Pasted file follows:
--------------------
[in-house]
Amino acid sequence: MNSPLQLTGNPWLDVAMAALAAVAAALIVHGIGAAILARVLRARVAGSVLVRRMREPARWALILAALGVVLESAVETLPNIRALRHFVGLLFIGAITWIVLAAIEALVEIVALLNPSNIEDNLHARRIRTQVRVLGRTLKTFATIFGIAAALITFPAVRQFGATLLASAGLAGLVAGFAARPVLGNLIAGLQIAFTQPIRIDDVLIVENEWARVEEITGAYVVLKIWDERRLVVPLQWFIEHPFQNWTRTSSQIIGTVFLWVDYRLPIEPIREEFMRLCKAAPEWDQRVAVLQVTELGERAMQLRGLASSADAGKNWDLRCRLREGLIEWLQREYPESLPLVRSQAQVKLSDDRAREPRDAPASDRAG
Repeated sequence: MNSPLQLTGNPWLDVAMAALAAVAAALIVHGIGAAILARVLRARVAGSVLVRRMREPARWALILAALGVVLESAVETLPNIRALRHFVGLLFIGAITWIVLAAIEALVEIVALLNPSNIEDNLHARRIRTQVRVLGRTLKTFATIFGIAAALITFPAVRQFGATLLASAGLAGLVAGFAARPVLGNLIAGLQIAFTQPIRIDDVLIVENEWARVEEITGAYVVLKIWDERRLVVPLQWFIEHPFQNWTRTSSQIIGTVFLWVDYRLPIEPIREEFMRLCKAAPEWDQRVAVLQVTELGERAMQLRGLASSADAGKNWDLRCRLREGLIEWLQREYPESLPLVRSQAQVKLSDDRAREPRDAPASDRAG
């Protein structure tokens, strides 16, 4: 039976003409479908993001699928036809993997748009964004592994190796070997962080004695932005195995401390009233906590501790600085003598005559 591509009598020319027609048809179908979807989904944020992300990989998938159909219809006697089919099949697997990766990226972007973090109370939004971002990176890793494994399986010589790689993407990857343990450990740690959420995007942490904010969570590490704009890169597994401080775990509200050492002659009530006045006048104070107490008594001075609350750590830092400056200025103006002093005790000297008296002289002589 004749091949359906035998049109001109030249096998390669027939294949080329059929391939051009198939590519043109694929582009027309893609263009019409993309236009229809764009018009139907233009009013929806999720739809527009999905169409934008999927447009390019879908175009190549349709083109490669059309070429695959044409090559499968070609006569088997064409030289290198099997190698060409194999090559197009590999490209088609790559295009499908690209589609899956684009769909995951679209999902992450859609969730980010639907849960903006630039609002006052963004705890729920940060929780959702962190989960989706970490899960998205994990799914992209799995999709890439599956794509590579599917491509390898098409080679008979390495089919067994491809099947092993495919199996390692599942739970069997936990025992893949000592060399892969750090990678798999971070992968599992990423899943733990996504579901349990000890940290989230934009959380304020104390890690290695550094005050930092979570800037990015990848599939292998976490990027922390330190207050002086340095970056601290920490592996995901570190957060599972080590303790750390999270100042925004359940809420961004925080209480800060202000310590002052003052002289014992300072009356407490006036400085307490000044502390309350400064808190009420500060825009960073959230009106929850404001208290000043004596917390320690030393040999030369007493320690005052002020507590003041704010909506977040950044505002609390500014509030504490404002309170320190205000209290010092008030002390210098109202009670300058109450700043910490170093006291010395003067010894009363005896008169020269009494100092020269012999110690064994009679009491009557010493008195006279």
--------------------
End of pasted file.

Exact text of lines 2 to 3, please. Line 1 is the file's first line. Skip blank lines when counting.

Amino acid sequence: MNSPLQLTGNPWLDVAMAALAAVAAALIVHGIGAAILARVLRARVAGSVLVRRMREPARWALILAALGVVLESAVETLPNIRALRHFVGLLFIGAITWIVLAAIEALVEIVALLNPSNIEDNLHARRIRTQVRVLGRTLKTFATIFGIAAALITFPAVRQFGATLLASAGLAGLVAGFAARPVLGNLIAGLQIAFTQPIRIDDVLIVENEWARVEEITGAYVVLKIWDERRLVVPLQWFIEHPFQNWTRTSSQIIGTVFLWVDYRLPIEPIREEFMRLCKAAPEWDQRVAVLQVTELGERAMQLRGLASSADAGKNWDLRCRLREGLIEWLQREYPESLPLVRSQAQVKLSDDRAREPRDAPASDRAG
Repeated sequence: MNSPLQLTGNPWLDVAMAALAAVAAALIVHGIGAAILARVLRARVAGSVLVRRMREPARWALILAALGVVLESAVETLPNIRALRHFVGLLFIGAITWIVLAAIEALVEIVALLNPSNIEDNLHARRIRTQVRVLGRTLKTFATIFGIAAALITFPAVRQFGATLLASAGLAGLVAGFAARPVLGNLIAGLQIAFTQPIRIDDVLIVENEWARVEEITGAYVVLKIWDERRLVVPLQWFIEHPFQNWTRTSSQIIGTVFLWVDYRLPIEPIREEFMRLCKAAPEWDQRVAVLQVTELGERAMQLRGLASSADAGKNWDLRCRLREGLIEWLQREYPESLPLVRSQAQVKLSDDRAREPRDAPASDRAG